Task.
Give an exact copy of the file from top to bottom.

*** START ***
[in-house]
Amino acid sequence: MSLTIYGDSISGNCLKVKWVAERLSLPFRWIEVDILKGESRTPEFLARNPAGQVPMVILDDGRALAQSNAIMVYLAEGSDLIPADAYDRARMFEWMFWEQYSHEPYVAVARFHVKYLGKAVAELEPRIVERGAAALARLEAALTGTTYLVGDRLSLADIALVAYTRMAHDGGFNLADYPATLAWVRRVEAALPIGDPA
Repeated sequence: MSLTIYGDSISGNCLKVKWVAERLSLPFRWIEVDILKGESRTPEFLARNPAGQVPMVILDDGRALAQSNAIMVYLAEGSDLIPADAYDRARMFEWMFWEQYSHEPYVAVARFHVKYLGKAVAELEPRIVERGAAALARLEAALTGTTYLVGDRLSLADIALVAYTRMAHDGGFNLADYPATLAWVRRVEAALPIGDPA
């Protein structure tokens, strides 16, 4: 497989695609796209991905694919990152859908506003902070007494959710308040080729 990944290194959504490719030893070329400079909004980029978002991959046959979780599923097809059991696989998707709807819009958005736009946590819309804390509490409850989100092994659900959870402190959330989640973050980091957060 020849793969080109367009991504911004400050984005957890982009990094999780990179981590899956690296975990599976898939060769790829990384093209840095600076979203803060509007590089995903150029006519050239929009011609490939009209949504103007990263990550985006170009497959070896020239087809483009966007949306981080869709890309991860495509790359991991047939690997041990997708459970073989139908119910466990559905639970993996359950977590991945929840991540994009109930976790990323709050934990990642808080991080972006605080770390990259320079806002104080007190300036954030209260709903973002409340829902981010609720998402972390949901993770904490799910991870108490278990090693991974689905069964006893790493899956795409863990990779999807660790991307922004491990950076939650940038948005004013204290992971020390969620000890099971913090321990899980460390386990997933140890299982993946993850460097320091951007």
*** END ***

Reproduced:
[in-house]
Amino acid sequence: MSLTIYGDSISGNCLKVKWVAERLSLPFRWIEVDILKGESRTPEFLARNPAGQVPMVILDDGRALAQSNAIMVYLAEGSDLIPADAYDRARMFEWMFWEQYSHEPYVAVARFHVKYLGKAVAELEPRIVERGAAALARLEAALTGTTYLVGDRLSLADIALVAYTRMAHDGGFNLADYPATLAWVRRVEAALPIGDPA
Repeated sequence: MSLTIYGDSISGNCLKVKWVAERLSLPFRWIEVDILKGESRTPEFLARNPAGQVPMVILDDGRALAQSNAIMVYLAEGSDLIPADAYDRARMFEWMFWEQYSHEPYVAVARFHVKYLGKAVAELEPRIVERGAAALARLEAALTGTTYLVGDRLSLADIALVAYTRMAHDGGFNLADYPATLAWVRRVEAALPIGDPA
């Protein structure tokens, strides 16, 4: 497989695609796209991905694919990152859908506003902070007494959710308040080729 990944290194959504490719030893070329400079909004980029978002991959046959979780599923097809059991696989998707709807819009958005736009946590819309804390509490409850989100092994659900959870402190959330989640973050980091957060 020849793969080109367009991504911004400050984005957890982009990094999780990179981590899956690296975990599976898939060769790829990384093209840095600076979203803060509007590089995903150029006519050239929009011609490939009209949504103007990263990550985006170009497959070896020239087809483009966007949306981080869709890309991860495509790359991991047939690997041990997708459970073989139908119910466990559905639970993996359950977590991945929840991540994009109930976790990323709050934990990642808080991080972006605080770390990259320079806002104080007190300036954030209260709903973002409340829902981010609720998402972390949901993770904490799910991870108490278990090693991974689905069964006893790493899956795409863990990779999807660790991307922004491990950076939650940038948005004013204290992971020390969620000890099971913090321990899980460390386990997933140890299982993946993850460097320091951007």